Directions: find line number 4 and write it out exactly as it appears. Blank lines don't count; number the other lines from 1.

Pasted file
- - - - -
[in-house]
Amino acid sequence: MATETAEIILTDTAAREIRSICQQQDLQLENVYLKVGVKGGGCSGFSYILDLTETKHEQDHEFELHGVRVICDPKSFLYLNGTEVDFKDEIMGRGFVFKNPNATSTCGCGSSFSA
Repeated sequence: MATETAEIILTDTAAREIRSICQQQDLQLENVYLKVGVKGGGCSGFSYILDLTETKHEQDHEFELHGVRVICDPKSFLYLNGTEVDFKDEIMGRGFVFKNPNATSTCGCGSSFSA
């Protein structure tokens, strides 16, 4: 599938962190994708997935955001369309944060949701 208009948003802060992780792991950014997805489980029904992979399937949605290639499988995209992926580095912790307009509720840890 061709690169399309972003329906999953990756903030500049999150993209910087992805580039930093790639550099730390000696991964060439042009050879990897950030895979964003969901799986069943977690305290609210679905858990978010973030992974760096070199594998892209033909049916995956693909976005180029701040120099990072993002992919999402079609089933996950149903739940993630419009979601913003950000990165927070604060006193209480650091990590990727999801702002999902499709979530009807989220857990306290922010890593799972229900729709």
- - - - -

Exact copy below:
């Protein structure tokens, strides 16, 4: 599938962190994708997935955001369309944060949701 208009948003802060992780792991950014997805489980029904992979399937949605290639499988995209992926580095912790307009509720840890 061709690169399309972003329906999953990756903030500049999150993209910087992805580039930093790639550099730390000696991964060439042009050879990897950030895979964003969901799986069943977690305290609210679905858990978010973030992974760096070199594998892209033909049916995956693909976005180029701040120099990072993002992919999402079609089933996950149903739940993630419009979601913003950000990165927070604060006193209480650091990590990727999801702002999902499709979530009807989220857990306290922010890593799972229900729709």